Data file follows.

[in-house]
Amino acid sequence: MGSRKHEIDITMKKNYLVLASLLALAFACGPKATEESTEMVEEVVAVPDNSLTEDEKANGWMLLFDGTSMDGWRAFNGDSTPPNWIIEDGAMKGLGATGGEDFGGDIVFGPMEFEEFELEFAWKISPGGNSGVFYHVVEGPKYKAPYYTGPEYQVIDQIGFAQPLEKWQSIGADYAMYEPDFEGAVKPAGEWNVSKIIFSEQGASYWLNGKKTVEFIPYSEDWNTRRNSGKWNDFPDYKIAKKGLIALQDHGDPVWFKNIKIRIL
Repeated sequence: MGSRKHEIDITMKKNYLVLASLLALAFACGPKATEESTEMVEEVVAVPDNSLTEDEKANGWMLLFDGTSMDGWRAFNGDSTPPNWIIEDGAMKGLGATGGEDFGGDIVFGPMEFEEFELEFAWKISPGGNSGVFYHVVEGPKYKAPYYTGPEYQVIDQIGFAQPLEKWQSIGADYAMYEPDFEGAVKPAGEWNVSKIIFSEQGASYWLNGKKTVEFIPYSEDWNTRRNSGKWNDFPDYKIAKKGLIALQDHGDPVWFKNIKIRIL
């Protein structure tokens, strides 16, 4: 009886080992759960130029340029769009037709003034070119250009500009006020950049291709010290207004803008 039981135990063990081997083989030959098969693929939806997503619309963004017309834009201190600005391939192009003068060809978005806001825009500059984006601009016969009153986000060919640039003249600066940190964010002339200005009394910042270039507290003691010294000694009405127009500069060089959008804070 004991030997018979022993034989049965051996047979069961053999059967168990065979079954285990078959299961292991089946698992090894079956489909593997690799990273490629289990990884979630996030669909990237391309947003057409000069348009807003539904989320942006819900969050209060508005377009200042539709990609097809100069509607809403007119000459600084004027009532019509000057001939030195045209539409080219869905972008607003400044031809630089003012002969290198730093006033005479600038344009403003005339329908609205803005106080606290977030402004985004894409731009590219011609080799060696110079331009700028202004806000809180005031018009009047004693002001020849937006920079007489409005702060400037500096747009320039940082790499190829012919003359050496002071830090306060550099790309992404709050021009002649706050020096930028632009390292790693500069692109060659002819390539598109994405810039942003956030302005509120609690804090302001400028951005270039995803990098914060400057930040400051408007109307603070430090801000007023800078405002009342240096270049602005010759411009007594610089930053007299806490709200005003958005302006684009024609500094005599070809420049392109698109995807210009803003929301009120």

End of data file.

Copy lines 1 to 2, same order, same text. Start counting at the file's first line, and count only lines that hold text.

[in-house]
Amino acid sequence: MGSRKHEIDITMKKNYLVLASLLALAFACGPKATEESTEMVEEVVAVPDNSLTEDEKANGWMLLFDGTSMDGWRAFNGDSTPPNWIIEDGAMKGLGATGGEDFGGDIVFGPMEFEEFELEFAWKISPGGNSGVFYHVVEGPKYKAPYYTGPEYQVIDQIGFAQPLEKWQSIGADYAMYEPDFEGAVKPAGEWNVSKIIFSEQGASYWLNGKKTVEFIPYSEDWNTRRNSGKWNDFPDYKIAKKGLIALQDHGDPVWFKNIKIRIL